Task 1 Social Neuroscience: WHEN and HOW

Cacioppo, J. T., Berntson, G. G., Sheridan, J. F., & McClintock, M. K. (2000). Multilevel integrative
analyses of human behavior: social neuroscience and the complementing nature of social and
biological approaches. Psychological bulletin, 126(6), 829.

Cacioppo, J. T., & Cacioppo, S. (2013). Social neuroscience. Perspectives on Psychological Science, 8(6),
667-669.

Reynolds, S. M., & Berridge, K. C. (2008). Emotional environments retune the valence of appetitive
versus fearful functions in nucleus accumbens. Nature neuroscience, 11(4), 423-425.

Task 2 Emotion Regulation

Gross, J.J. (2002). Emotion regulation: Affective, cognitive, and social consequences. Psychophysiology,
39, 281291. Mainly focus on figure 1

Gross, J.J., Sheppes, G., Urry, H.L., (2011). Emotion generation and emotion regulation: A distinction we
should make (carefully). Cognition and Emotion, 25, 765781.

Goldin, P.R., McRae, K., Ramel, W., & Gross, J.J. (2007). The neural bases of emotion regulation:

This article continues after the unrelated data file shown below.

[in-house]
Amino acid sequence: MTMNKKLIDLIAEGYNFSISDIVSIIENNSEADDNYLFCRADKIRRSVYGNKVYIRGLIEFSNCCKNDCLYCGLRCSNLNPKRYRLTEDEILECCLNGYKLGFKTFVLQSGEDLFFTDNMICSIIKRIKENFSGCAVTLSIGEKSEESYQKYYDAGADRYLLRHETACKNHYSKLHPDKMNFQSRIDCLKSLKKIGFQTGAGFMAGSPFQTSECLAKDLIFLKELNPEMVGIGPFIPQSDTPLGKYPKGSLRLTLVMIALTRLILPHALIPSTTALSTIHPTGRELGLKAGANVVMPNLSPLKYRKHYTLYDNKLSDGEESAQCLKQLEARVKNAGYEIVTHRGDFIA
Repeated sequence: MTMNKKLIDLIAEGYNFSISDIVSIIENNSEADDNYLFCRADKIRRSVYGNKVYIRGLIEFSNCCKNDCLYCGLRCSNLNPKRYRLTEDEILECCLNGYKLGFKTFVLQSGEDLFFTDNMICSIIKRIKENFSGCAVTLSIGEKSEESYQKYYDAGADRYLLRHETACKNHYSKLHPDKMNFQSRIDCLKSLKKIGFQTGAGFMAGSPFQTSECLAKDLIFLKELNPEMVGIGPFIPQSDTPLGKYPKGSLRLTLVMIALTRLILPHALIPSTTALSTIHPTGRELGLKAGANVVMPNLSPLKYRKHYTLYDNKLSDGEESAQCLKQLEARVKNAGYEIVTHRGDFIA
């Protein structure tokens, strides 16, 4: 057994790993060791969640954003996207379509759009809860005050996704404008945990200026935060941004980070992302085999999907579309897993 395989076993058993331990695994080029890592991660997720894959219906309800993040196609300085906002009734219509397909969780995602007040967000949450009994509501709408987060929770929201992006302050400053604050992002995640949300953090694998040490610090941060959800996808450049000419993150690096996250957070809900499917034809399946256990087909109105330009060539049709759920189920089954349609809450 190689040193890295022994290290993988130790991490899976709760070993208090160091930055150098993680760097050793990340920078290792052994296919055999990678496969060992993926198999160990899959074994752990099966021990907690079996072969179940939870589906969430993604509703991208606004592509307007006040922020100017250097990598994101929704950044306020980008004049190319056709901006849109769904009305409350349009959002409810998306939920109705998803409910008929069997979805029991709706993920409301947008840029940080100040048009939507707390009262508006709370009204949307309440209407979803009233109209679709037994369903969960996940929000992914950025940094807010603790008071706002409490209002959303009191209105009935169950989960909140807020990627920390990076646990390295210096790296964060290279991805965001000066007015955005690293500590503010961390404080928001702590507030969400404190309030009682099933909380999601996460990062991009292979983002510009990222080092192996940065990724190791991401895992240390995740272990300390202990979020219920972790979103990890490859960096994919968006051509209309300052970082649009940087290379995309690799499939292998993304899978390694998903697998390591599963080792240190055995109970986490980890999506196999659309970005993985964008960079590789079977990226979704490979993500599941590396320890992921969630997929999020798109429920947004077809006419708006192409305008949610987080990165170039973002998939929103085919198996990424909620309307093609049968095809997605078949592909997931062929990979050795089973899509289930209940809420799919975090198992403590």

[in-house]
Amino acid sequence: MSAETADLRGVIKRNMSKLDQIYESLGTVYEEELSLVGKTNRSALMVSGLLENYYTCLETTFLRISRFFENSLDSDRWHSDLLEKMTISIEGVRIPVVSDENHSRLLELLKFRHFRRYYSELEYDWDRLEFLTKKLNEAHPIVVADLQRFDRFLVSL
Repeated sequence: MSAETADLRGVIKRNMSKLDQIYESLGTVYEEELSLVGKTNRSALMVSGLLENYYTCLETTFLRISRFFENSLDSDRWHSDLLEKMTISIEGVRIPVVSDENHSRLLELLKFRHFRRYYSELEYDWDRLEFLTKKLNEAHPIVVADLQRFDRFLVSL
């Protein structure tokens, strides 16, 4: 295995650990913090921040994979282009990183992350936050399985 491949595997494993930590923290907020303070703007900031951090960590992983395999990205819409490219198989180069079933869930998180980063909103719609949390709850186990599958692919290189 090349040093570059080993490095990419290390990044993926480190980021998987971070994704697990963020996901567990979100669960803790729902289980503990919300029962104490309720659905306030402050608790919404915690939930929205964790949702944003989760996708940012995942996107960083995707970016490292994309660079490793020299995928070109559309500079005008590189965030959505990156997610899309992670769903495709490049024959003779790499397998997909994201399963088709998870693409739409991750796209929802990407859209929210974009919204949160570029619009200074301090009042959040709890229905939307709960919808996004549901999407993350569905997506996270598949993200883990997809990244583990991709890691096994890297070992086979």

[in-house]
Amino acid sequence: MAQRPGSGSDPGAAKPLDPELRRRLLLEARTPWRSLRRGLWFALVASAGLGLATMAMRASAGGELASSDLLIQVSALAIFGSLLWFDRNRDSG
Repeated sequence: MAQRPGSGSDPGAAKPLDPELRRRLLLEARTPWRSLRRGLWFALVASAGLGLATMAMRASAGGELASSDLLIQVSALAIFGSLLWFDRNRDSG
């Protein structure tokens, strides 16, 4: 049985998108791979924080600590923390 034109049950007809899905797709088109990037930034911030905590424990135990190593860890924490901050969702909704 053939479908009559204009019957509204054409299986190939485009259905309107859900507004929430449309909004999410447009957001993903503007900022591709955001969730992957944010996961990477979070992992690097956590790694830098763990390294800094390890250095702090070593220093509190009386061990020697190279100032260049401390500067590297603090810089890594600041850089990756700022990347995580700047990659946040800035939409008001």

Reappraisal and suppression of negative Emoti on. Biological Psychiatry, 63, 577-586.

Banks, S.J., Eddy, K.T., Angstadt, M., Nathan, P.J., & Phan, K.L. (2007). Amygdala- frontal connectivity
during emotion regulation. SCAN, 2, 303312.

Wagner, D.D., & Heatherton, T.F. (2012). Self-regulatory depletion increases emotional reactivity
in the amygdala. SCAN, nss082.

Task 3 Self-Reflection

Uddin, L.Q., Iacoboni, M., Lange, C., Keenan, J.P., (2007). The self and social cognition: the role of
cortical midline structures and mirror neurons. Trends in Cognitive Sciences, 11, 153-157.

Moran, J. M., Kelley, W. M., & Heatherton, T. F. (2013). What can the organization of the brains default
mode network tell us about self-knowledge? Frontiers in Human Neuroscience, 7, 1-6.

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Jenkins, A. C., & Mitchell, J. P. (2011). Medial prefrontal cortex subserves diverse forms of self-